Five reasons to check out Red Bull Crashed Ice

| January 22, 2015 | 2 Comments
Michael Pytleski/The Catholic Spirit

Michael Pytleski/The Catholic Spirit

Cass Gilbert, the nationally regarded architect known for the U.S. Supreme Court building and the Minnesota State Capitol, is reported to have remarked: “If the dome of the Cathedral of St. Paul and that of the new state capitol were part of a city in Europe, they would be world famous.” The cathedral will get another shot at international fame Jan. 22-24, with the fourth annual Red Bull Crashed Ice season opener in St. Paul. As in years past, the ice cross downhill course is built to show off the Cathedral of St. Paul’s impressive facade.

Here are five reasons to go:

1.     The athletes will look like they’re launching out the cathedral’s rose window. In past years, the track design wound around the Cathedral of St. Paul, but this year designers decided to make this dramatic backdrop the central focus.

The track starts just below the cathedral’s East-facing rose window, designed in 1931 by Charles J. Connick, the world’s finest stained-glass craftsman at the time. The 26-foot-diameter window’s theme is the resurrection, inspired by John 1:4: “In him was life, and that life was the light of men.”

The window features a cross with the Lamb of God in its center, his banner signifying victory over death. In the cross’ arms are medallions of the 12 apostles; the four evangelists are depicted between its arms. Vines and branches weave throughout the entire window, recalling Jesus’s words in John 15:5: “I am the vine. You are the branches. He who remains in me, and I in him, the same bears much fruit, for apart from me you can do nothing.”

2.     It restores the cathedral’s history of daredevil antics. Most Minnesotans wouldn’t climb to the top of the cathedral’s exterior dome even if OSHA allowed it, but many of the workers who created the building did – for fun. Historic photos show workers installing its ball and lantern – its very top – and painting from scaffolding high in its interior dome. One particularly hair-raising image shows workmen taking turns balancing on the stone pinnacles that surround the building, apparently just for the thrill of it.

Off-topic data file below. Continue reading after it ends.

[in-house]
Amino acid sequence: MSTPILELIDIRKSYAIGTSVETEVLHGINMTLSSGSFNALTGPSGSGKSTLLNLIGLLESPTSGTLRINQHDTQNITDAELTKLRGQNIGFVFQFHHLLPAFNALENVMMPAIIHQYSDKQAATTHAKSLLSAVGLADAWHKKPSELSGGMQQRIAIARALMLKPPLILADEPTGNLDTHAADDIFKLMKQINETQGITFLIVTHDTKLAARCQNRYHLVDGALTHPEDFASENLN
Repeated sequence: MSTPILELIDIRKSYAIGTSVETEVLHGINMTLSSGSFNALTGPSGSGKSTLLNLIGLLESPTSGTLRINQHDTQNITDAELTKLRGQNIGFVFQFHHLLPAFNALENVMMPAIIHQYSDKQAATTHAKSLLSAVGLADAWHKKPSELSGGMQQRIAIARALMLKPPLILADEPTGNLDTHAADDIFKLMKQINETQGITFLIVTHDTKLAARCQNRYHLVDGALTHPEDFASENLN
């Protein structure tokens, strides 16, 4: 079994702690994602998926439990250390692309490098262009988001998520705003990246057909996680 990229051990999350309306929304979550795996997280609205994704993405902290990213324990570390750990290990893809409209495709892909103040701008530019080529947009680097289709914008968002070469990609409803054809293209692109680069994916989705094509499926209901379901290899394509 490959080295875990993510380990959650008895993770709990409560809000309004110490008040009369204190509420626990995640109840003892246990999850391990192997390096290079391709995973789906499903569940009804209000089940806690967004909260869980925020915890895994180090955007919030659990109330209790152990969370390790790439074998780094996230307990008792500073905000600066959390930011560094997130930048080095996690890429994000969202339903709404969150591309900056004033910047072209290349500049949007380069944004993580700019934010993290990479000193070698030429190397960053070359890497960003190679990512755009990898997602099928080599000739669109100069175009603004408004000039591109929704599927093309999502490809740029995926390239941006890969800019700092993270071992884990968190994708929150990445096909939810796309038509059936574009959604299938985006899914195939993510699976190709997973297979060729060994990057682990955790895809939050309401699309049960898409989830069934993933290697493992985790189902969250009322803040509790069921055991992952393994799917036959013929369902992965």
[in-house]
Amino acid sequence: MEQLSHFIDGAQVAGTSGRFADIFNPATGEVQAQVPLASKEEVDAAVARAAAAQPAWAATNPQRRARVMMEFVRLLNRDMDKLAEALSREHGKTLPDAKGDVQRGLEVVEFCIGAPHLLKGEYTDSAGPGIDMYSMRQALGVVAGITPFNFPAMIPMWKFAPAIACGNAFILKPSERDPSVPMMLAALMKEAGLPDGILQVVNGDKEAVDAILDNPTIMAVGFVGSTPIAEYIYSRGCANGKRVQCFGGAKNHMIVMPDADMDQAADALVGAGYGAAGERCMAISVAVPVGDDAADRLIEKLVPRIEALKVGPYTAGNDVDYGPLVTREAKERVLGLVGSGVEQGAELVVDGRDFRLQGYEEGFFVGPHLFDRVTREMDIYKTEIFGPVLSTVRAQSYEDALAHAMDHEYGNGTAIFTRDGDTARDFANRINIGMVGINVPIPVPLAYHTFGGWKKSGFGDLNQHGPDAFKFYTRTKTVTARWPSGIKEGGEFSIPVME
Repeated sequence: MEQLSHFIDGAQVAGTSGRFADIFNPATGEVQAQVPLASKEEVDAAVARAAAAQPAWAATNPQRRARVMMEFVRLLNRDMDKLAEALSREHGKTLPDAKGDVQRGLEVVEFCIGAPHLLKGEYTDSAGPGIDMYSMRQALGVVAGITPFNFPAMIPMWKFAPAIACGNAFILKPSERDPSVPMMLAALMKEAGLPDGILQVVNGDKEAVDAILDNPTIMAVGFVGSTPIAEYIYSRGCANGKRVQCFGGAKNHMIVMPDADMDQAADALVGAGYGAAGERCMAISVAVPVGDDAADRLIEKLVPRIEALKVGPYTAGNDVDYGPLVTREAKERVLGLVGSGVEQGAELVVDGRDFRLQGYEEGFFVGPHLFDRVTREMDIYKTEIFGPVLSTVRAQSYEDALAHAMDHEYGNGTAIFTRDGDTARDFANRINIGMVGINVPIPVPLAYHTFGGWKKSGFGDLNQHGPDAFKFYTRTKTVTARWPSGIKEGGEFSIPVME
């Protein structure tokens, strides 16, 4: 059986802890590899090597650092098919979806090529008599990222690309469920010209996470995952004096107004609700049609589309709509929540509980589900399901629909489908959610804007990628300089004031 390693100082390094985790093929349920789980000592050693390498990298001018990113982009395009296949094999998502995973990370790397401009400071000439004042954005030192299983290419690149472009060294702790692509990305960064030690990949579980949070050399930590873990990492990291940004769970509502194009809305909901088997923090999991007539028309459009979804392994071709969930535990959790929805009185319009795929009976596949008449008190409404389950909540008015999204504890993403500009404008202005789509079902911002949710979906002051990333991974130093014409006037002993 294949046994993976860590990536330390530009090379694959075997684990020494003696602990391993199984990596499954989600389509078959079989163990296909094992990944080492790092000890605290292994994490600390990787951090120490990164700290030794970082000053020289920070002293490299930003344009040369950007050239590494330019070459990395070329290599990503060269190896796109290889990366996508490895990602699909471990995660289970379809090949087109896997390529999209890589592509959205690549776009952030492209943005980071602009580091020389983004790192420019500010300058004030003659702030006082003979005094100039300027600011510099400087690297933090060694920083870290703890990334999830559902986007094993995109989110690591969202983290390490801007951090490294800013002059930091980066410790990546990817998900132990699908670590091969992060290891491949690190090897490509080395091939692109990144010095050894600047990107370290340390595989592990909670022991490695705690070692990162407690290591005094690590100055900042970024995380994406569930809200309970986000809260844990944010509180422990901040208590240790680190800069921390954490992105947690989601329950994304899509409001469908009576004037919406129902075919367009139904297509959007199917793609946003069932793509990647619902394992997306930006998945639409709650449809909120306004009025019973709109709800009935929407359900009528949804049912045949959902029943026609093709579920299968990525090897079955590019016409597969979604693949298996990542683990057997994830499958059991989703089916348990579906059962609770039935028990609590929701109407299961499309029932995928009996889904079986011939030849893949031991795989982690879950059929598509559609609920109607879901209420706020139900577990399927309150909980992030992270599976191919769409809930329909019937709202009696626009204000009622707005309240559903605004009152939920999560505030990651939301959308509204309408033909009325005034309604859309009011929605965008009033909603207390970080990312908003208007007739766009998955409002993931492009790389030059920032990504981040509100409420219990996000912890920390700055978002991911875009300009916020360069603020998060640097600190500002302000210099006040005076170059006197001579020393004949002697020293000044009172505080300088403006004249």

3.     If you get cold, the cathedral’s open. With highs of 36 degrees, the forecast for Jan. 23-24 is nicely above freezing, but still cold enough to warrant warming-up. The cathedral is opening its doors for the duration of the event, which culminates in the main event Jan. 24. (Practice runs and elimination rounds are scheduled Jan. 22-23.) In honor of the centennial anniversary of its first Mass, the cathedral is also hosting a photo exhibit, “A Timeline of Cathedral History.” The exhibit officially opens Jan. 25, but Crashed Ice attendees can get a preview.

If you’re looking for another kind of warmer, support the Cathedral Heritage Foundation and check out Frosty’s Bar from 5-10 p.m. Jan. 24 at the University Club, 420 Summit Ave. Tickets are $30 in advance and $40 at the door which include a VIP ticket, bar snacks a drink and a shuttle to and from Crashed Ice.

4.     Support an inadvertent evangelization effort. Like the Basilica Block Party, which connects thousands of people with Minneapolis’ Basilica of St. Mary (the archdiocese’s co-cathedral) who may not usually go, Crashed Ice brings throngs of visitors to the cathedral’s grounds, and many inside. It seems like an appropriate circumstance for a church named for St. Paul, who was known to use the secular to teach the sacred. (Note the cathedral is also the National Shrine of the Apostle Paul.) It’s not a stretch to imagine the cathedral’s founder, Archbishop John Ireland, also loving the situation. “There should be no one who, entering the cathedral, is not able to say … ‘it is mine,’” he said.

5.     Pope Emeritus Benedict XVI is a fan. Of the cathedral, at least; no word about Crashed Ice. As Cardinal Joseph Ratzinger, he visited the church in 1984. Later he remarked, “I remember the Cathedral of St. Paul as the most beautiful cathedral in the U.S.” The world watching Crashed Ice – by technology or in person – might be inclined to agree.


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